The idea that I would benefit for more interaction with anonymous, unaccountable people trained by a decade of bad behavior would never occur to me. at all. ever.

Is it bad game designers pushing players from the Olympus of 70-person EQ to the Stygian depths of solo SWTOR? Or is it game designers responding to the players wishes? Cause or Response?

Your best and worse times in an MMO are with others. But they rarely make your time simplier. So it may be the time factor; if I am rearranging RL to be on 6-9 tu-fr with other people also rearranging, it is great. But if I randomly pop in for 15 minutes, waiting for the "just a sec" "brbs" and "let me finish" is much more of a problem. And if I might be interrupted by phone/child/spouse, I can pop in for solo play but not group.

But the biggest problem with playing with anonymous others is the others, at least in mass market situations. I always say the solution is to either fundamentally change human nature or to change the game design - and the latter is easier.
 
"when have you last heard of a MMORPG gaining subscribers after launch"

I think you will see an upward bump in WoW subscribers with MoP. Just ancetdotally, I have seen a lot of Blog/Twitter chatter about old players came back.

How long they will stay once the 'newness' wears off, I couldn't hazard a guess.
 
"when have you last heard of a MMORPG gaining subscribers after launch?"

We won't. Since the AAA titles are shipping free to play from now on, this will no longer be a metric.

But just to hazard a guess, I'm betting Titan retains subscription model (simply $15/month for both WoW and Titan combined). Then it will simply add it's current WoW sub numbers + however many are unique to Titan, and we'll see new record highs.

Stab in the dark.
 
Echoing what Spinksville said did you join a guild? If not why? You have to make an effort to socialise otherwise you may as well not play MMO's anymore. (Well you did say you have stopped playing them previously).

Even if you are not a hardcore player or no longer have time for raids there are still plenty of casual guilds out there to choose from.

I am pretty happy with GW2 because it is casual friendly. I no longer have time for hardcore raiding or playstyle and my current guild is semi-casual which fits me perfectly. There are viable options if you spend some effort looking for them.
 
Why are you so confident that Titan is still in development? Also, AAA titles going to free to play only help blizzard and wow than harm it. If someone can pay only 1 subscription and still can play other AAA titles then why not do it? But if he has to chose which to play, then maybe wow lose subs.

@Hagu so do you think that GW2 is in the right direction? I mean you cannot ninja loot cause everyone has his own loot. Also you don't need to group with others since you still get full xp from team play, so there is no brb, wait a sec, insults, e.t.c. Also, if you get interrupted by phone or anything else, no problem, you are not in a group you don't need to explain to anyone and after that you just jump to the next Dynamic event..

this is the future of MMOs?this is how they evolve?to make communication between players completely useless? Doesn't this just make other players like NPCs with improved AI?
 
Did you join a guild in SWTOR?

Yes, my WoW guild. People leveled at vastly different speeds, and we never got a full group of similar levels for a flashpoint together. I stopped playing before I reached level 50.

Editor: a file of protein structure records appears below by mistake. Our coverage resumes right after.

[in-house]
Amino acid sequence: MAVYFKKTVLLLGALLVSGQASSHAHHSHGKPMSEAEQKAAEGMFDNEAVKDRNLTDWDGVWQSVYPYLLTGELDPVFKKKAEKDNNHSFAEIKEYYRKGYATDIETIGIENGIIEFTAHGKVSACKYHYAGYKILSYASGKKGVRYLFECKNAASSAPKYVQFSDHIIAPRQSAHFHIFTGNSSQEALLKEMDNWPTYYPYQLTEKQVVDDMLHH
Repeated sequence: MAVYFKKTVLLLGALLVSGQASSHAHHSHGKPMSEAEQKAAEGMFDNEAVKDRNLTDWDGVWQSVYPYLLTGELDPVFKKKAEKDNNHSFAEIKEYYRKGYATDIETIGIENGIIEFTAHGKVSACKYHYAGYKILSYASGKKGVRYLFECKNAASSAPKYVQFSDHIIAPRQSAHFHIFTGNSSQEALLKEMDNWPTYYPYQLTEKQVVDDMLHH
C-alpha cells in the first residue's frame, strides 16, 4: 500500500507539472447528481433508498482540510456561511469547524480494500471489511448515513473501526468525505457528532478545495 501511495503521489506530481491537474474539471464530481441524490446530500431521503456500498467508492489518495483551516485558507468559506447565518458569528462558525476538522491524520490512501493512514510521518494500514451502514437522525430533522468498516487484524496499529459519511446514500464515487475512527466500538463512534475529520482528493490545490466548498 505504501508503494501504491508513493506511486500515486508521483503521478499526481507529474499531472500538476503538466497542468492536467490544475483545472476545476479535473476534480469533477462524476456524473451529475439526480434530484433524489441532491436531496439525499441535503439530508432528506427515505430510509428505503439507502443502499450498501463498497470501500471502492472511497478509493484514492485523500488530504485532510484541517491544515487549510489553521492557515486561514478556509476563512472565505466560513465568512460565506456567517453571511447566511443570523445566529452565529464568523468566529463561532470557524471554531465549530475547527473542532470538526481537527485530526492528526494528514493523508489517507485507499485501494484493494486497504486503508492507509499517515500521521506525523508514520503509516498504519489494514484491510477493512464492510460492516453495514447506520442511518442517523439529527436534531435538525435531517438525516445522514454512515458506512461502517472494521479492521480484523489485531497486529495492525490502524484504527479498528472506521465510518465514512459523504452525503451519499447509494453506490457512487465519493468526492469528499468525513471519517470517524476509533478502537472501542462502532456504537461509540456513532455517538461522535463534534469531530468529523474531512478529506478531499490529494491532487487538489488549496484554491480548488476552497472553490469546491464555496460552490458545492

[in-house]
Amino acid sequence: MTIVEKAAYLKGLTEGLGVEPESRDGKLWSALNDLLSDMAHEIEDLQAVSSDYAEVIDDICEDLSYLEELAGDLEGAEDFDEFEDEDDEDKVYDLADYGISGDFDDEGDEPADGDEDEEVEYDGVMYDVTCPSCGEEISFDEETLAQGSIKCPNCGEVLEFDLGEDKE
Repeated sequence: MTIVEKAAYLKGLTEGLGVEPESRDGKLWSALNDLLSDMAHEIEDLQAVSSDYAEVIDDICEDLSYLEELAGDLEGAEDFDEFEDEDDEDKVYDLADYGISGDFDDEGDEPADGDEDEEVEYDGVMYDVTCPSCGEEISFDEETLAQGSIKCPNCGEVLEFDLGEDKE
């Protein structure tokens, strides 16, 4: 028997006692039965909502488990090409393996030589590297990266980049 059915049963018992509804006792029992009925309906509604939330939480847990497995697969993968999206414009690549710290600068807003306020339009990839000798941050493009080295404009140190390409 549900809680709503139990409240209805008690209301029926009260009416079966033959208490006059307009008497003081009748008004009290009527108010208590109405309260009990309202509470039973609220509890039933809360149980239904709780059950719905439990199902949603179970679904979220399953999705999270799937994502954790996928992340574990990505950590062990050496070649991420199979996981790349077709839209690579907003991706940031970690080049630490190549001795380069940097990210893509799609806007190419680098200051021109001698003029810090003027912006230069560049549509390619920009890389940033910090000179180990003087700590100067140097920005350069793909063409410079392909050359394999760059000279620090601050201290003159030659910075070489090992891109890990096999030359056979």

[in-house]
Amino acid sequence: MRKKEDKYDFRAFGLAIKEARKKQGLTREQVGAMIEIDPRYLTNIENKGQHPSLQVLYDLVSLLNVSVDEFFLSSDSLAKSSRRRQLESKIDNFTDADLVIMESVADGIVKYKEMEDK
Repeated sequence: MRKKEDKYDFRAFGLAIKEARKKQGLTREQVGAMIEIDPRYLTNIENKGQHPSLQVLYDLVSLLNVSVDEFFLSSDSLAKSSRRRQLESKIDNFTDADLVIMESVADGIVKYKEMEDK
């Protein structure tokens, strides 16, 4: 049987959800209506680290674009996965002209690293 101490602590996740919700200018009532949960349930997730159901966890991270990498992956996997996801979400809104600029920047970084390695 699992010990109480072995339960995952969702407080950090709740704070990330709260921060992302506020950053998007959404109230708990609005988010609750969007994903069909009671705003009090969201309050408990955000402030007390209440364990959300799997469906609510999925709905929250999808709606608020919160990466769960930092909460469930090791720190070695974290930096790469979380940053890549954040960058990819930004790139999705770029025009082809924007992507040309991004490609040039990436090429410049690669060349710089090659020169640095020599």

The mmorpg demographic has split as the genre has aged. Older players used mmorpg's as a social network, younger ones do not. Because of the economic crisis older players have less time but younger ones are mostly unemployed/staying in school. Games have tried to respond by making it easier for younger players to play multiple games, while making it easier for those with less time to accomplish something. The net result in trying to please two demographics is a devaluation not only of in game accomplishments but of the social ties once necessary to accomplish them.

Devs need to ask themselves at the start: "Who exactly is my game for?" and if the answer is "Everyone from 9-90" the game will no longer be successful. For me currently, the ideal experience would allow me to tackle challenging group content with players on the same shard within 30-45 minutes. Mmorpg's need to dramatically upgrade their social interface...a lesson that TSW and TOR both dazzlingly ignored.
 
MMOs as a popular gaming genre is a fad. WoW is the MMO equivalent of the movie Titanic, and all the other game companies have been trying to replicate it, but you just can't. It's not even about the quality of the games. It's just that it can't be duplicated.

The MMORPG is a niche genre that temporarily went big. It is heading back to niche status. It would hardly be the first time a video game genre did that.

That is good news for people who genuinely enjoy the genre, because while it means the graphics quality will go down, it also means that game developers will make games that appeal to them again instead of trying to replicate WoW.


 
I view the crowd that looks back fondly on MMO's that required independent grouping much like people who grew up in large families or in small towns. They have strong memories of great times, but most now live in mid sized communities and have 1 or 2 kids. Being an adult in a small town, or maintaining a large family is a huge amount of work and responsibility.

IMO those games provided an amazing experience for a very small number of people. The effort to maintain an active and happy guild is herculean, and you can count yourself as extremely lucky to have been (or be) a part of one.